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Not What I Say




Too often, when talking to someone, I hold back details about my experiences, which is crucial for them to truly understand and connect with me during our interaction. If I don’t verbally express my thoughts, feelings, or reactions, they may be overlooked or misinterpreted, leading to confusion or misunderstandings in the conversation.

 

Sometimes, I find it easy to withhold information. When I think, “I shouldn’t say this because it might create more problems,” that’s my cue to speak up. I depend on fully understanding the other person during a conversation, and if I’m only privy to part of their thoughts or experiences, it limits me.

 

Poor communication is a significant issue I observe today. Despite having a rich language, it must convey information effectively enough to ensure deep understanding and connection. In communication, non-verbal cues often bridge the gap left by words unspoken. A pause, averted eyes, or a shift in tone can suggest more than what is explicitly stated. Such cues might lead others to assume feelings of disappointment, disapproval, or dissent, even if none was intended. Consequently, the recipient may react based on these assumptions, sparking conflicts that stem from misunderstandings.

 

Silence can be ambiguous, and its interpretation varies widely among different personalities and situations. While it may sometimes be prudent to withhold information due to specific circumstances, holding back can be detrimental in communications where connection is essential.

 

The saying, “It’s not what I say, it’s what I don’t say that causes problems,” is a powerful reminder of the importance of complete and transparent communication. By being aware of the implications of my silence and striving for clarity in my interactions, I can significantly reduce misunderstandings and enhance my personal and professional relationships. The challenge is in choosing the right words and ensuring that my silence doesn’t speak louder than my words.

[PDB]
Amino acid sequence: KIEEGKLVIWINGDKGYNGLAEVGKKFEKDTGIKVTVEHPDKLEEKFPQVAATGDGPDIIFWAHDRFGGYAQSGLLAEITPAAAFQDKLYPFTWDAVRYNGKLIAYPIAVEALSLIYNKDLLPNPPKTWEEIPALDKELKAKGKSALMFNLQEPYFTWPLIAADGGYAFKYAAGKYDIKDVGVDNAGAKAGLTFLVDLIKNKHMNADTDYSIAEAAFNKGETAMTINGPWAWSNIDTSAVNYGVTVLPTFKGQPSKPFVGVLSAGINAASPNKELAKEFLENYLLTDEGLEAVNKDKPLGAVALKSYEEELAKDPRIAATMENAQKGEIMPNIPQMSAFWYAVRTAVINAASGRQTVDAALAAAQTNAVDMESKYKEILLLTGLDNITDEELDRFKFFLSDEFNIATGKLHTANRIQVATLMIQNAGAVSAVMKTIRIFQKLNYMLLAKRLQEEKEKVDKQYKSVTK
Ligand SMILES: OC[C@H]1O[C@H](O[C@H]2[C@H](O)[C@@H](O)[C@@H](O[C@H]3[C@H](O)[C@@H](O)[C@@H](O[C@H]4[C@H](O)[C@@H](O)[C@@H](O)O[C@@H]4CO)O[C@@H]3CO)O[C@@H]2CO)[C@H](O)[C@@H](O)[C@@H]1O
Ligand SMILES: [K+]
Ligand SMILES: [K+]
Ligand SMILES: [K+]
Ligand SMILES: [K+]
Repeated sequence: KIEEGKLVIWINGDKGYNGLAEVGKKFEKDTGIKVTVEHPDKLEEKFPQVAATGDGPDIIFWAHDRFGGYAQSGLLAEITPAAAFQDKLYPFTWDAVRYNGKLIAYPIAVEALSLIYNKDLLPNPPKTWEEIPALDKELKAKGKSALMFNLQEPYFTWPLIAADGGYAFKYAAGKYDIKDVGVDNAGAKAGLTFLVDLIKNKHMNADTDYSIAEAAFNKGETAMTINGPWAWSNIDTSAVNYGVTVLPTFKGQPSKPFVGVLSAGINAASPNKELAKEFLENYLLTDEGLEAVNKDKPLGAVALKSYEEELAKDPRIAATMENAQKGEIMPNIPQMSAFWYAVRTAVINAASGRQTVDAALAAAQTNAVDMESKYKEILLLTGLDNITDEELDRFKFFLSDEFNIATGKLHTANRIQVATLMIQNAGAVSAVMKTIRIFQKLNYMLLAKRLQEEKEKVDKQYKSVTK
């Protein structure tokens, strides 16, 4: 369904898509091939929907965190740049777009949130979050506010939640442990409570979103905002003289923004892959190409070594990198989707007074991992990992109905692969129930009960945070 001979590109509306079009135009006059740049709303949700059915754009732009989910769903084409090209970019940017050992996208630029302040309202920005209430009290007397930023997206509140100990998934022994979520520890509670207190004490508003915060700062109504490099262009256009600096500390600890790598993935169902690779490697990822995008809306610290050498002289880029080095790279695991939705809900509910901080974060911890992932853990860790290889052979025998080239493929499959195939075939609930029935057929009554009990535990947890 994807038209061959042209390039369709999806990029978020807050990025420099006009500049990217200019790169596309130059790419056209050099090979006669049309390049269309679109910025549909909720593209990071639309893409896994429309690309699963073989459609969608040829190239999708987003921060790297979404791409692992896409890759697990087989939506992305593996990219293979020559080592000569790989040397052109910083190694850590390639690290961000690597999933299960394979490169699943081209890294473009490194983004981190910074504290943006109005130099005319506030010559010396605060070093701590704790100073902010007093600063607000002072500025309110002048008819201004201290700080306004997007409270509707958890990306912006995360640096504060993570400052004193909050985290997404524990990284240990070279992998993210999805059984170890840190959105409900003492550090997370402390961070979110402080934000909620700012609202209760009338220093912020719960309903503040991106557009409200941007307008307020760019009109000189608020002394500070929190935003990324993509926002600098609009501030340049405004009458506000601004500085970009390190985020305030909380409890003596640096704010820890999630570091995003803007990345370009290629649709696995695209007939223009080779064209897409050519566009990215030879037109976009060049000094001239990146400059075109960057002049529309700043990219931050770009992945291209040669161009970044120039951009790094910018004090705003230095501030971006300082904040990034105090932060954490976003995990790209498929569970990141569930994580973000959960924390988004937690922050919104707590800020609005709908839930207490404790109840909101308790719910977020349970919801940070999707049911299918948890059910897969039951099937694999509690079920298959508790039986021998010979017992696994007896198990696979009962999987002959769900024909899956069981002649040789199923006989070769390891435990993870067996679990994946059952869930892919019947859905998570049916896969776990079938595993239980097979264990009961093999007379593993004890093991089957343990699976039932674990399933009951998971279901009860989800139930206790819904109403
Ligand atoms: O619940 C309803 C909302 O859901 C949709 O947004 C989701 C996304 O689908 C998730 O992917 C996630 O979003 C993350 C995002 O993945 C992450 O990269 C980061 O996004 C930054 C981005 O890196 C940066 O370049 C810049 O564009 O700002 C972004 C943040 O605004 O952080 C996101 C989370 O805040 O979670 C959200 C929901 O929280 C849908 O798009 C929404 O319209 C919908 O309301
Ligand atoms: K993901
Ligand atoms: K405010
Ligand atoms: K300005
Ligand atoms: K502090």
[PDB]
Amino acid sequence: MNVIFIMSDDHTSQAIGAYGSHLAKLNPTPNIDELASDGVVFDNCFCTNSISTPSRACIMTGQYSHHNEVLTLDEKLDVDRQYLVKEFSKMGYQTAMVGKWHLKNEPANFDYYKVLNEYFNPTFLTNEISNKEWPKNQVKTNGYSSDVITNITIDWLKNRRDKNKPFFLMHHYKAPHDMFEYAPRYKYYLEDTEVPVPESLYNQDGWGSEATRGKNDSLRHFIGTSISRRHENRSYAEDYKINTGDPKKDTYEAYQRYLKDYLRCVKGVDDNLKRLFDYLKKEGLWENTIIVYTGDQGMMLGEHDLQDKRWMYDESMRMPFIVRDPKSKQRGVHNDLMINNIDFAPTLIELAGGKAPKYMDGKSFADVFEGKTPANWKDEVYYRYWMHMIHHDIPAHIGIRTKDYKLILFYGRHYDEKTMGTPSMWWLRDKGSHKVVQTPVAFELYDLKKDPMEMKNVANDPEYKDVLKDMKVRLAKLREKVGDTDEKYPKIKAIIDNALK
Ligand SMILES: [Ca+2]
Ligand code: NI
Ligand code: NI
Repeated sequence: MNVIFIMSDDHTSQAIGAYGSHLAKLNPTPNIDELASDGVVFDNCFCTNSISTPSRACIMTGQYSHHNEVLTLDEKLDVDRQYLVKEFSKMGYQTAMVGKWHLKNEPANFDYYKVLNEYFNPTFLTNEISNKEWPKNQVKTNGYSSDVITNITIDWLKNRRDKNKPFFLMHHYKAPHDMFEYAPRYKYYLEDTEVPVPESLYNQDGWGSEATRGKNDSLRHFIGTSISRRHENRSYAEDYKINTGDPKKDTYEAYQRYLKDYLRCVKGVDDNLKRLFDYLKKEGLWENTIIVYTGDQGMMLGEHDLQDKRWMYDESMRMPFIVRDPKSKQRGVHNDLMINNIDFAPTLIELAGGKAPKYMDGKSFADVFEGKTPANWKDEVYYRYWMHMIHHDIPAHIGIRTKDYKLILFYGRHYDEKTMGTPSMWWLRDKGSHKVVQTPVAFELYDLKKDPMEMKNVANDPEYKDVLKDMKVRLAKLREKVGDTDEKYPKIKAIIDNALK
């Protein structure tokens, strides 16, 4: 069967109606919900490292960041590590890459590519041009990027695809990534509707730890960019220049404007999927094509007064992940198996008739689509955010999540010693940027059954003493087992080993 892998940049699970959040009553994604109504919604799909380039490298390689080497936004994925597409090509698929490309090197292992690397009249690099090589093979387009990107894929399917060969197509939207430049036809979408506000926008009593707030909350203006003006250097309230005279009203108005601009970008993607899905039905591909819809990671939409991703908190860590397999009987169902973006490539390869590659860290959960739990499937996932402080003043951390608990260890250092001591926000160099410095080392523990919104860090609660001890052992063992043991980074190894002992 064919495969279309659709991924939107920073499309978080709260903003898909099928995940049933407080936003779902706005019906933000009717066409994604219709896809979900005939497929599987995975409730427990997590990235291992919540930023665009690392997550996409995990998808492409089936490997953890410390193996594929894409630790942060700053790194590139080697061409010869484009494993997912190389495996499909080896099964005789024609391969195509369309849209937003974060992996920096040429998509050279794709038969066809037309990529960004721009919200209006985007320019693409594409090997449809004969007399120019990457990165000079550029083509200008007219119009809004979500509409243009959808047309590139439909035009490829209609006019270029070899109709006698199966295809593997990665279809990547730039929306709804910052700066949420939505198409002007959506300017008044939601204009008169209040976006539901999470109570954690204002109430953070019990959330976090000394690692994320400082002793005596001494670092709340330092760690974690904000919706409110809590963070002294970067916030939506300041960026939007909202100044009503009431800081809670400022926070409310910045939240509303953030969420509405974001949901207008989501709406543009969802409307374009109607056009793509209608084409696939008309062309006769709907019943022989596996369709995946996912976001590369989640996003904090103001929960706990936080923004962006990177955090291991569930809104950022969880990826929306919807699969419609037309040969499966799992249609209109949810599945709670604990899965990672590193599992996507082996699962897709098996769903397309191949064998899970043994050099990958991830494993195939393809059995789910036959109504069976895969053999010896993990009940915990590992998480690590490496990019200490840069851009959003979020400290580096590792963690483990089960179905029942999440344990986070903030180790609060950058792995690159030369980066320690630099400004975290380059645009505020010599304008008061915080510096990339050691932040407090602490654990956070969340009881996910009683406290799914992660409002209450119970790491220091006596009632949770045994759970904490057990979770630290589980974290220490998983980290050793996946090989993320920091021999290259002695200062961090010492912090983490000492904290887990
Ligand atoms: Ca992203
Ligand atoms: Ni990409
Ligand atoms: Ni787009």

How about you? Are you withholding significant information rather than risking disclosure?

 

Watch for the blind spots.




Thanks for your feedback. I appreciate you taking the time to share, like and comment.

 



Not what I say. In communication, non-verbal cues often bridge the gap left by words unspoken. A pause, averted eyes, or a shift in tone can suggest more than what is explicitly stated.

Get a copy of Blind Spots in Relationships. Discover the hidden behavior that could be holding you back from the relationships you desire. http://tinyurl.com/yc3usfsp

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